The federal exemption is at $2 million for 2007 and 2008, and will increase to $3.5 million in 2009. The federal estate tax will be repealed in 2010, and then re-imposed in 2011 with a $1 million exemption. In light of the uncertainty and Congress' inability so far to produce legislation, we do not advise that clients put off estate planning in order to "see what happens."

Gifts to Individuals and Charities:

Currently, annual exclusion gifts that are exempt from federal gift tax are $12,000 per donee. Congress recently enacted the Pension Protection Act of 2006 (the PPA), and President Bush signed it into law on August 17, 2006. The PPA is a massive tax bill that covers a multitude of issues, many of which, in keeping with the popular name of the PPA, relate to the overhaul of pensions (or defined benefit plans and other deferred compensation arrangements). In addition, however, the PPA includes a number of significant charitable giving incentives, as well as reforms aimed at certain types of exempt organizations and charitable giving practices.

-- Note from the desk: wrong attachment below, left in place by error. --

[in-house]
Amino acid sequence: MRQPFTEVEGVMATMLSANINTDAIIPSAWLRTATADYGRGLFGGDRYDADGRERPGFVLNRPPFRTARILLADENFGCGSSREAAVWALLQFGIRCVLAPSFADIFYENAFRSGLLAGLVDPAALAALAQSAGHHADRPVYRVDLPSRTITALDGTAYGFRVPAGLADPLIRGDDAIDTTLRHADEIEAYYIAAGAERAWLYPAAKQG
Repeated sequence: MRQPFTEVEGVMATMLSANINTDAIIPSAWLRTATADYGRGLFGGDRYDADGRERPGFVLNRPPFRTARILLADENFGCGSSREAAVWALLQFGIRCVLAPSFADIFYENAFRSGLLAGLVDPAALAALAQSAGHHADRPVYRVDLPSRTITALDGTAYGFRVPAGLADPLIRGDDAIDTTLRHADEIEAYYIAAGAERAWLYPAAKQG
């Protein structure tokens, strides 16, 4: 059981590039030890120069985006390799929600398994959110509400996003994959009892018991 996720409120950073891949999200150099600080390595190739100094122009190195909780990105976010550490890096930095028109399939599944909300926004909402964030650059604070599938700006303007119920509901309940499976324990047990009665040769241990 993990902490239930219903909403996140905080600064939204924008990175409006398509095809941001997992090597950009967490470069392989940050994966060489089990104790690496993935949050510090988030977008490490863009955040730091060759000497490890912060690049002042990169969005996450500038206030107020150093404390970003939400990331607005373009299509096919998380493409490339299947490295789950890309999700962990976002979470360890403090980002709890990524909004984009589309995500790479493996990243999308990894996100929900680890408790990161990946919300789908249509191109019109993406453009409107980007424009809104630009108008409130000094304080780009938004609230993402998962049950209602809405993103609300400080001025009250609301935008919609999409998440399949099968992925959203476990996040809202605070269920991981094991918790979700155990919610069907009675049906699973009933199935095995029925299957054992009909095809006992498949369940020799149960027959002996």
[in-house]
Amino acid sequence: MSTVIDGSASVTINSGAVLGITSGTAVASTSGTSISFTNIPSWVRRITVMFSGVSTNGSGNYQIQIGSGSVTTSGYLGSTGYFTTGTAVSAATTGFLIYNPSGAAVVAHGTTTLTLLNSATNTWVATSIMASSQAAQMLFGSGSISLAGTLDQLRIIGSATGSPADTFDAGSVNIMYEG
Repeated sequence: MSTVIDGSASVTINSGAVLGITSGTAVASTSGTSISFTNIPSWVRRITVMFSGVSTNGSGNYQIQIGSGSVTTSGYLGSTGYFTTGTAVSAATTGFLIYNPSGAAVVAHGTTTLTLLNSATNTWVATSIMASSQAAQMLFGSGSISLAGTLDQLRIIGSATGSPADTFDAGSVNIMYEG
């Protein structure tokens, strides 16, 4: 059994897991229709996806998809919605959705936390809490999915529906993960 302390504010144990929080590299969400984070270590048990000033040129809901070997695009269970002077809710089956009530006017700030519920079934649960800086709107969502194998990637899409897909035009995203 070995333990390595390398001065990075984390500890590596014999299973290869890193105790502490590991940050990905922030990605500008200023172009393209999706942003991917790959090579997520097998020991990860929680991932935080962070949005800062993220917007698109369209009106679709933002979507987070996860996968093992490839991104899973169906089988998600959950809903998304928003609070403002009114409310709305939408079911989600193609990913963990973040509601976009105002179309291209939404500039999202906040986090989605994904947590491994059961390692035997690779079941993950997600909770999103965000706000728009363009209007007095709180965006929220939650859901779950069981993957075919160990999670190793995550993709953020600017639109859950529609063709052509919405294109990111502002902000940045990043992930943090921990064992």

The PPA's charitable giving incentives provide tax advantaged charitable giving opportunities. The PPA's reforms focus mainly on: (a) certain types of exempt organizations that have been targeted in the past few years for allegedly abusing their tax-exempt status, and (b) certain charitable giving practices that have likewise been perceived as abusive. Charitable giving incentives include:

  • For tax years beginning on or after January 1, 2006, and concluding before January 1, 2008, a taxpayer who has reached 70.5 years of age may make tax-free distributions (a charitable rollover) of up to $100,000 per year from his or her IRA to most charitable, tax-exempt organizations (distributions made to supporting organizations or into a donor-advised fund do not qualify), provided that the distribution is otherwise eligible as a deductible charitable contribution (excluding applicable percentage limitations). These distributions are completely excluded from a taxpayer's gross income; therefore, there are no charitable deduction percentage limitation concerns for the distributions. The distributions must be made directly from the IRA trustee or custodian to the charity. Finally, the distributions can be considered part of an IRA owner's required minimum distribution.